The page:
15 May 2019, Max Watts House of Music, Sydney – Sony’s annual display of wares showed, this year, an interesting focus on what some would consider to be a niche market: vlogging. But there was more to be gleaned from Sony Sessions 2019 than just that.
Photography at Sony Sessions 2019
When I was a youngster Sony was all about TVs, then video players and Walkmans. And, of course, the CD player. The Sony CDP-101 was one of the first two players on the market. The other was from format co-developer Philips, and where’s that brand now in the consumer space?
When Sony started selling cameras here, I confess to a prejudice against it. Why would you buy a camera from a TV and audio company? There were plenty of good options from traditional camera businesses. But after innovative, if clunky – remember the Sony Mavica cameras with their floppy disk media? – beginnings, Sony now does imaging at least as well as any other company in the world.
Much of this was because of its alliance with Zeiss in the creation of a fine line of lenses. There are now 49 lenses available for Sony’s interchangeable lens cameras. And much was because of Sony’s development of high quality sensors.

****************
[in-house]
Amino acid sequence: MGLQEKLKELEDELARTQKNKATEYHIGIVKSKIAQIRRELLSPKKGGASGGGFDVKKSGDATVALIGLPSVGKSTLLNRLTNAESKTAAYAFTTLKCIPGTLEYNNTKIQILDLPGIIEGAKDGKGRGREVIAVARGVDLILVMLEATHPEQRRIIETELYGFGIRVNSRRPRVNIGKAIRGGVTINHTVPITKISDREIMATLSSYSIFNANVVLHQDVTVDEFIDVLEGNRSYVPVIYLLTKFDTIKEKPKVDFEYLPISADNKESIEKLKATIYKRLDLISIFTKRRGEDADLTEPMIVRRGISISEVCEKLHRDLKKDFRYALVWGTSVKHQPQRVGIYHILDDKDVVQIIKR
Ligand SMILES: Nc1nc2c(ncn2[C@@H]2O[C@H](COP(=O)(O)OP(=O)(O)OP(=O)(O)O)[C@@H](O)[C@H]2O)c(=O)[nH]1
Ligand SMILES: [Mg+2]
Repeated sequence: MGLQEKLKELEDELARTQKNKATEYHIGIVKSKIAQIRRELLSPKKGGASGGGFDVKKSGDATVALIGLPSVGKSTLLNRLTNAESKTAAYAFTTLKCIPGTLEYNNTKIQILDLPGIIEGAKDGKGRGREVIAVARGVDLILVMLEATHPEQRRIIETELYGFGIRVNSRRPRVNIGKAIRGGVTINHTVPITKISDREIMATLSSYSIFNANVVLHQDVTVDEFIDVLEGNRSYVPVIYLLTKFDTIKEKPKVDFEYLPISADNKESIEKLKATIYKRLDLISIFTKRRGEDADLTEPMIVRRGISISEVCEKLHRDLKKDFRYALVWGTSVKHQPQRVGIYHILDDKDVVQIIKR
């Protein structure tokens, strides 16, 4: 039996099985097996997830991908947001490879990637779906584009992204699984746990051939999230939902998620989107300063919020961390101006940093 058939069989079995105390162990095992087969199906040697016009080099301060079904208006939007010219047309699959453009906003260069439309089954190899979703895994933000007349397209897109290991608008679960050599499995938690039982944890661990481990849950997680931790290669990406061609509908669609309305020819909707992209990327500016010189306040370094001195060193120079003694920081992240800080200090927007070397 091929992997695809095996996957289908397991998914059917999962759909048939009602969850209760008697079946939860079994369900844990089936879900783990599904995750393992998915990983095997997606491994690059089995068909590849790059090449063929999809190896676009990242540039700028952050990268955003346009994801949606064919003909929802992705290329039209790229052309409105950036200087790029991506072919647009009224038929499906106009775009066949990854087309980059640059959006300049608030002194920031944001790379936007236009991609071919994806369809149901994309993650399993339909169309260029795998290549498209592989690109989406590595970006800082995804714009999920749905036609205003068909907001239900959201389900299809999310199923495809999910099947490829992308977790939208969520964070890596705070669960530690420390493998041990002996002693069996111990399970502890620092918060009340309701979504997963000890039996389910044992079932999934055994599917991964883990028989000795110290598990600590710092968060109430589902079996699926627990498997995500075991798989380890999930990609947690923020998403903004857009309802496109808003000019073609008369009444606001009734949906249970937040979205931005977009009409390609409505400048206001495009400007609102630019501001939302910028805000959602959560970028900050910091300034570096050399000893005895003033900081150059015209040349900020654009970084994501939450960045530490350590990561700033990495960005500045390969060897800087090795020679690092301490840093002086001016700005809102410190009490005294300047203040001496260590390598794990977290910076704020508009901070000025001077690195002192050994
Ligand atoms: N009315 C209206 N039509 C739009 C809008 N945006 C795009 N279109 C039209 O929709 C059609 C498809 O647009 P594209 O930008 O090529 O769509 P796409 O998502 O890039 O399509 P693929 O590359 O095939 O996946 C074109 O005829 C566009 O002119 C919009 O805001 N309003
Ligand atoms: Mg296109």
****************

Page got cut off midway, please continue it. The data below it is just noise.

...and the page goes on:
But much of it is because of the electronics and processing that turns the signal from the sensor into an image.
These days, that processing is being continually improved, with new features being added to existing hardware. Which brings us to the Sony a7 III and a 7R III cameras. We reviewed both of these glorious gadgets here and here, respectively. But you can forget about all the amazing stuff we mentioned in our reviews because they’ve been trumped by a feature in their latest firmware update. That new feature allows them to recognise dogs and lock onto their eyes as the focal point. What more could you want?
Naturally, Sony had some puppies there to demonstrate.
That feature is also planned for the top-of-the-range Sony a9.
Eye tracking is useful even when the subject is merely human. Sony had one of its new a6400 cameras on a small camera grip/stand, running in video mode and feeding a TV. We reviewed that camera here the other day. The a6400 is especially good for this role for two reasons. One is that its rear monitor can fold all the way up by 180 degrees, so you can see how you look on the camera’s own screen. You don’t need a TV monitor. The other is something called “real time tracking”, which maintains the focus of the camera on a face, even when its moving. When you become your own vlogging talking-head, the fact that your camera will follow you side to side, up and down, and maintain focus, gives you considerable flexibility.